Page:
Magic Dreams Page 4

Jim was looking at me.

“Bad,” I mouthed, letting him read my lips. “Bad magic.”

Above us the ceiling creaked. We looked at it.

Another creak. Something heavy moved across the floor over our heads.

Jim pushed ahead of me and we padded up the wooden steps upstairs.


THE STAIRCASE WAS narrow and Jim’s muscular back took up most of it. I gave him a couple of feet to make sure he had room to strike if we ran into something unpleasant.

Magic saturated the staircase. It dripped from the rail in long viscous droplets, it slimed the steps, it boiled in long coils along the wall so thick and potent I wished I’d brought a rain slicker. Now, that was a totally irrational thought. It seemed insane Jim couldn’t see it, but I knew he couldn’t.

We reached the landing. A hallway ran perpendicular to the staircase, and right across it, a doorway was lit by a pale yellowish glow. I smelled lamp oil.

Jim paused for one long second on the upstairs landing and strode on, through the hallway into the room. I padded after him.

A lone lamp burned on the floor at the far wall, illuminating a naked woman, who sat cross-legged on the grimy boards. Her dark honey hair hung in ragged strands down her back. I inhaled, sampling her scent. Michelle. But the scent was wrong. A living scent is hot, vibrant. This was a cold odor, laced with traces of toxic stenches: feces, a touch of urine, and a revolting patina of putrescence, like a meat broth left out for too long. Degrading amino acids. I’ve smelled this nauseating cocktail before: cadaverine, putrescine, and a dose of indole for good measure. My eyes told me Michelle was alive and sitting in front of me. My nose told me she was dead and had been so for at least two days. I trusted my nose. It never lied.

Jim pulled a knife from his sheath. It was his giant G.I. Joe knife, dark gray with a wicked curved tip and a serrated edge near the handle.

Michelle turned and looked at us. Her eyes were empty. Dead eyes, like two dark holes in her head. And I had really liked her, too.

Behind Michelle, another body lay in the corner on its side, long dark hair fanned out on the filthy floor like a black veil. Roger, a werelynx. Dead as well.

Michelle’s left arm jerked up and forward, resting on the floor. Her right followed, like she was a puppet on a string.

“What do you want?” Jim’s voice was a low snarl. That’s why Jim was in charge. I didn’t have to explain that something was controlling the dead. He figured it out all on his own and wasted no time on being weirded out by it.

Michelle’s body turned, flipping her into a crouch.

Many things controlled the dead. I had to figure out who pulled the strings, before I could try a curse. Think, Dali, think.

“Any advice?” Jim asked, his voice casual.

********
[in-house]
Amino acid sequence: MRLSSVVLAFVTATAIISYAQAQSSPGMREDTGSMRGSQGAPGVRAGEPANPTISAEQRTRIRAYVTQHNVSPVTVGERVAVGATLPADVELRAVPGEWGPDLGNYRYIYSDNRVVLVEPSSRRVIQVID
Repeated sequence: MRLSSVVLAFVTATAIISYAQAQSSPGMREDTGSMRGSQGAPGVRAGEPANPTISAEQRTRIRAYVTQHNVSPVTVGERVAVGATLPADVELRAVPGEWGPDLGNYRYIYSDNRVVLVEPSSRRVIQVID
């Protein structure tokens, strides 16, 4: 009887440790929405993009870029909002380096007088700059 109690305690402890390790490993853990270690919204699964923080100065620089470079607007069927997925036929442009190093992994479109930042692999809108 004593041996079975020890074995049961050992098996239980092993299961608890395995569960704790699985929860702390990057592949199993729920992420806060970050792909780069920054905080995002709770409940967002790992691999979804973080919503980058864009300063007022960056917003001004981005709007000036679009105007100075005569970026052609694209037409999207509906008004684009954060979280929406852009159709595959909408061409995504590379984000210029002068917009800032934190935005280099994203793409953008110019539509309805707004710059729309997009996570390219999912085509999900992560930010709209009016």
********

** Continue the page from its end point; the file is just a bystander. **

“Keep her busy, so I can figure this out.”

Michelle’s mouth gaped open, showing dark nasty teeth.

“And try not to get bit.”

Michelle launched from her crouch, hands outstretched, fingers like claws. Jim lunged at her. He grabbed her arm, the knife sliced in a furious arch, and Jim hurled Michelle across the room into the wall.

I clenched my calligraphy brush. This thing could’ve sent Michelle at us the moment we stepped through the door. But no, it taunted us from the window with the light. It made the ceiling above us creak on purpose.

Michelle rebounded from the wall, flipping in midair, kicking at Jim. He sidestepped, but she was fast. Her nails raked his chest with unnatural strength, ripping through clothes. Blood swelled through the tears. Jim grabbed her arm and twisted, his knife biting deep into Michelle’s shoulder. Something crunched and Michelle’s arm came away in Jim’s hand—he’d cleaved the ball joint from the socket. Like cutting a wing from a chicken.

Michelle spun around. No blood spilled from the cut. She bared her teeth and lunged at Jim again, swiping at him with her remaining hand. Michelle was a jackal. They didn’t claw, they bit.

He’d have to mince her into tiny pieces before she’d stop.

Something chuckled in the corner, where the magic knotted into a dark bramble. It was laughing at us. Playing a game, a cruel game.

Michelle clawed at Jim.

Just like a cat.

I began drawing my kanji. “Kill her now, please.”

Jim jerked Michelle down. He cut in a vicious swipe and her head plunked down on the floor.

A dark shape coalesced from the knotted magic in a blink and leapt over Roger’s corpse. I hurled my curse at it. The rigid white strip hit it between the eyes. Magic pulsed and I saw yellow cat eyes glowing like two moons at me from a round fur face.

Roger rammed into Jim.

The cat beast leapt in a blur, straight at me. The huge body knocked me off my feet. I flew and the back of my head bounced off the boards.

The cat clamped me down, its weight crushing my chest. A dark feline mouth gaped at me, exhaling fetid breath into my face. Pain punctured my shoulders like red-hot needles. I tried to snarl, but I had no air and only a small squeak came out.